Belly Isn't Just Your Average "Rap Film"
"Belly" is no where near the average fare rap fans we being served in hip-hop's earliest attempts to break into mainstream film.
The primary reason for this is because it was written and directed by a cutting edge music video director at the time named Hype Williams.
Hype Williams completely dominated hip-hop videos in the 90s, with his cinematic story-telling music videos that featured everyone from Puff Daddy all the way to Busta Rhymes.
Williams treated each 3-5 minute video with a sense of prestige and sophistication that easily rose above the shoestring budgets and limited visions of early rap video directors.
By the time Williams was ready to write and shoot "Belly", he had already developed close relationships with several artists, two of which he chose to star as leads in his ground-breaking film.
What makes Belly stand out from other stabs at hip-hop film is that the story is told in a way that can be appreciated by fans of rap, as well as, others not so closely connected with the space.
For example, even though Sincere(Nas) and Tommy(DMX) a.k.a Buns are dope dealers, the film focuses on the internal/external conflicts each character encounters during his pursuit of true happiness.
Where most hiphop films faltered prior to "Belly" is that they only highlighted and glorified the negative traits of urban life such as murder and crime. This is not a film to point out the obvious, but show another side of the hustla lifestyle that never seems to reach the front page.
It's really an entertaining film with cameos from other hiphop artists such as Method Man that has ultimately created opportunity for future hiphop acts to be considered as marketable actors.
The evidence of this can be seen in the film careers of artists such as Ludacris, Bow-Wow and 50 Cent.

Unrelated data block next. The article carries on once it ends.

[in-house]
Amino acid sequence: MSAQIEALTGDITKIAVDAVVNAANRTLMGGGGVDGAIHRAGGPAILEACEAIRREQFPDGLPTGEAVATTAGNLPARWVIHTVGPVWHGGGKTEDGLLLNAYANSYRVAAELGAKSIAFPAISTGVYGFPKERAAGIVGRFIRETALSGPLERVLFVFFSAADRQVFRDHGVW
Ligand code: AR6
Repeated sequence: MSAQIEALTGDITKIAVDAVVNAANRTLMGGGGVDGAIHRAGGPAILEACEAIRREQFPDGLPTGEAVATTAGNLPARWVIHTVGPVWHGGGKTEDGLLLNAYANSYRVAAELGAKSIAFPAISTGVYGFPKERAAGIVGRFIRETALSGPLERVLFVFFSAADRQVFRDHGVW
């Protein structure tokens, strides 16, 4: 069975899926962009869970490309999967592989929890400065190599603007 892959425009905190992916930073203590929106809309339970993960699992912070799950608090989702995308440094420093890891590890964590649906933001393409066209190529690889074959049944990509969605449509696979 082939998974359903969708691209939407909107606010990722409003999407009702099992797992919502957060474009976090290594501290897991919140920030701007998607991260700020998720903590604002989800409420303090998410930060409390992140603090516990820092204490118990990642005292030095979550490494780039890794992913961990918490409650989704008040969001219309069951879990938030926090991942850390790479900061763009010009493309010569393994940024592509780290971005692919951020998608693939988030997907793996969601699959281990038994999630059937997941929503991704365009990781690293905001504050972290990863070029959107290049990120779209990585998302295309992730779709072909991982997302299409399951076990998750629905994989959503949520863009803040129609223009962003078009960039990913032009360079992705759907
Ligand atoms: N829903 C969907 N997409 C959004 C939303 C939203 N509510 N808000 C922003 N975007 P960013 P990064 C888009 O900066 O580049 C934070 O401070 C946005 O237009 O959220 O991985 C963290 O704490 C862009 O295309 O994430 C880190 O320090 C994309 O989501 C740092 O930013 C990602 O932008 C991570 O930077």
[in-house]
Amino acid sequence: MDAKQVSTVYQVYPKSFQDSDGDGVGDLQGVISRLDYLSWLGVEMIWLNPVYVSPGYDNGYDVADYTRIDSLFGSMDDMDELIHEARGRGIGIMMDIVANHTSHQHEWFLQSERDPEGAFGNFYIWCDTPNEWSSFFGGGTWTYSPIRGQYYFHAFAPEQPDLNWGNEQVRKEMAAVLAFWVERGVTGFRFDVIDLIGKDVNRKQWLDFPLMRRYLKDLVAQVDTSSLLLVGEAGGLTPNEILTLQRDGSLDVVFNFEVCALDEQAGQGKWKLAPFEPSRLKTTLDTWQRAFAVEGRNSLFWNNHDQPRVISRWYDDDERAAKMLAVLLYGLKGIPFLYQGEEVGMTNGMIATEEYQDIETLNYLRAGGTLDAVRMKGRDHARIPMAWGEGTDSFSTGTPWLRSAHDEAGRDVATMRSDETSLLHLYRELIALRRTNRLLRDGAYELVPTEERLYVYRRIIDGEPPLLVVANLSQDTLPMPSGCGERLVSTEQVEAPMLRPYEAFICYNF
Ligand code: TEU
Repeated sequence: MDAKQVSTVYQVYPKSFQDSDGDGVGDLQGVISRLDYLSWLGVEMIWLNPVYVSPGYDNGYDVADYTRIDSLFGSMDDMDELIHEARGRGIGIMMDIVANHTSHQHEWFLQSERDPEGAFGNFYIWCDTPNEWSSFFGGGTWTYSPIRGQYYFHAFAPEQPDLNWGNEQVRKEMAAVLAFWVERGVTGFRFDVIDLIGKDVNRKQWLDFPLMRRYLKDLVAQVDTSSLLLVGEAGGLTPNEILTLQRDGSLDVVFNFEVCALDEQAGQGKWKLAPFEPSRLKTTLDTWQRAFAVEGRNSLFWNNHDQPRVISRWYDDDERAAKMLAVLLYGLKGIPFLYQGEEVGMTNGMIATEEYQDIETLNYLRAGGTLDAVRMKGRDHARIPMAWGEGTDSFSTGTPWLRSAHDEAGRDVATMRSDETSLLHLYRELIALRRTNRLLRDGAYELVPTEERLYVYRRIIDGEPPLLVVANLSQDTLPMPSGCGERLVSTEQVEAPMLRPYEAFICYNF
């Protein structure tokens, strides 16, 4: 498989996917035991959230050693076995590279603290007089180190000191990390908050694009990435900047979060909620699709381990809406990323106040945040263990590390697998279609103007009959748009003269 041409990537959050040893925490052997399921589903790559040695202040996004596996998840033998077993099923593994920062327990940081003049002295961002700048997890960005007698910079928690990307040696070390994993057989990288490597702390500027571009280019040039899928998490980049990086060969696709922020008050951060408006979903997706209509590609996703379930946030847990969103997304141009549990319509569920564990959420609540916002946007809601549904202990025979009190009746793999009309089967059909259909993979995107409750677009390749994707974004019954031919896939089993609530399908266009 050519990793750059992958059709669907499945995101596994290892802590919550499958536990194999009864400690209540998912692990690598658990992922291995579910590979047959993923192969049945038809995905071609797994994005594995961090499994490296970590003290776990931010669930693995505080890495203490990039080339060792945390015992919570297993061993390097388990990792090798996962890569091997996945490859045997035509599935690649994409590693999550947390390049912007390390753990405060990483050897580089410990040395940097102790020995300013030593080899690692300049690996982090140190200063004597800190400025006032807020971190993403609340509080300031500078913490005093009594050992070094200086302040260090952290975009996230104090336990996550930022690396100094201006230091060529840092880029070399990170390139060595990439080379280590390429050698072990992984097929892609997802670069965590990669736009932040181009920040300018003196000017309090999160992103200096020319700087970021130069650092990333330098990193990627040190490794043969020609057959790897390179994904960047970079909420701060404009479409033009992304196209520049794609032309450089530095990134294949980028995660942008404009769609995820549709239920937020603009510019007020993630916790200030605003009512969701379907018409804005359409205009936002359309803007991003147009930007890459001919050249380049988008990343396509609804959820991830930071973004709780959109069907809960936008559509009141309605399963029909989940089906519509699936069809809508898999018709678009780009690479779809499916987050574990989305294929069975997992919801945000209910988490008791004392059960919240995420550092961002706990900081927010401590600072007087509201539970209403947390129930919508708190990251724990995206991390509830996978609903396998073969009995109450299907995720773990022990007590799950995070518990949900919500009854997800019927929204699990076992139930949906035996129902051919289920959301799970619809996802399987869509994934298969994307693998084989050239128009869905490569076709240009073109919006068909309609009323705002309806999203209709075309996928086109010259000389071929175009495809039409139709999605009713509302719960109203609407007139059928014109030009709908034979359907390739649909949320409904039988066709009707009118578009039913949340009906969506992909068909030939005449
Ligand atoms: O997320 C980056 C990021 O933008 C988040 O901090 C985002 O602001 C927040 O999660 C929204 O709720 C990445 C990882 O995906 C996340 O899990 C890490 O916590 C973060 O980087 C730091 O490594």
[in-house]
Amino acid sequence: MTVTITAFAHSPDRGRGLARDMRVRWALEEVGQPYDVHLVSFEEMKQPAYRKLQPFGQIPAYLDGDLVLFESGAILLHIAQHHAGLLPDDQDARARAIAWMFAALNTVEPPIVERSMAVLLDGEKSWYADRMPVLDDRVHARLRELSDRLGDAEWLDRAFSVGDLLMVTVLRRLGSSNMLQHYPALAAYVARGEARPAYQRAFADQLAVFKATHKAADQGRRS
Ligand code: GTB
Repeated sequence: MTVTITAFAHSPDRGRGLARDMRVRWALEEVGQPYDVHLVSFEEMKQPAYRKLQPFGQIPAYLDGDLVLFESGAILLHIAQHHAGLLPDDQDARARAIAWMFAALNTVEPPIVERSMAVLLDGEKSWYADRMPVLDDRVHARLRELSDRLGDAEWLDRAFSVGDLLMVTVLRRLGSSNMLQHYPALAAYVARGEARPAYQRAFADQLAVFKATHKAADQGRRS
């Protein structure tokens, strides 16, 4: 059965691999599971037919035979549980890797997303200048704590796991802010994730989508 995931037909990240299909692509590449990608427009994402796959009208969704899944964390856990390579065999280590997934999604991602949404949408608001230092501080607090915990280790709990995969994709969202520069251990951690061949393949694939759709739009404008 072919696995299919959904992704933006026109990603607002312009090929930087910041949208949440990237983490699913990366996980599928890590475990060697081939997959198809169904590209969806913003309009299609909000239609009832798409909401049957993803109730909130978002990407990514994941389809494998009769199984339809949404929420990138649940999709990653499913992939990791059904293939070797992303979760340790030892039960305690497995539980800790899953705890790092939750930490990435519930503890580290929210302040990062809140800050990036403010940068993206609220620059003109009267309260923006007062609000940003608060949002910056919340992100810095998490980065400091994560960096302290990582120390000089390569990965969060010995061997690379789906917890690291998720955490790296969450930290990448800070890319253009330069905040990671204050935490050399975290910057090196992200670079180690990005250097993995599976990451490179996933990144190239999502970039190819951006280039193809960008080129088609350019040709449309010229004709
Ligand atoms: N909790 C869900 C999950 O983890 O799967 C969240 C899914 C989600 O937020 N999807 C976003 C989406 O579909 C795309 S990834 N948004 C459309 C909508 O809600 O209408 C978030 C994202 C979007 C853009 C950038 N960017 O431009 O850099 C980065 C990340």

There's not many films that change the game so to speak, but Belly is one that did just that for Hiphop.
Can Nas & DMX Really Act?
One of the things we enjoyed about the film was that the characters of Sincere and Tommy were similar to what you'd expect to see from DMX or Nas in each given situation.
If you know anything about the music Nas has created over the years, you'd know he's not one to present himself as a tough guy, but one to report the street news. In Belly, Sincere is a hustla with a big heart and dreams of finding a deeper purpose in his life outside of money.
Simmons on the other hand, is not the guy you would want to owe money to in music or real life and his character Tommy is perfectly inline with Earl's DMX persona.
In our opinion, yes these two rappers can act within roles related to the music they produce.
Now, if Nas tries to make a film going back to back with Pacino our opinion might be a little bit different.
After Watching Belly...
We are still as pleased as we were when it first came out in 1999. "Belly" is a true staple within the HipHop community and deserves every ounce of praise it receives.
If it wasn't for Belly, films such as "Hustle & Flow" or "Notorious" would not have had as much reach or been as successful as they are today. But that's just our opinion. What do you think?
Enjoy The Trailer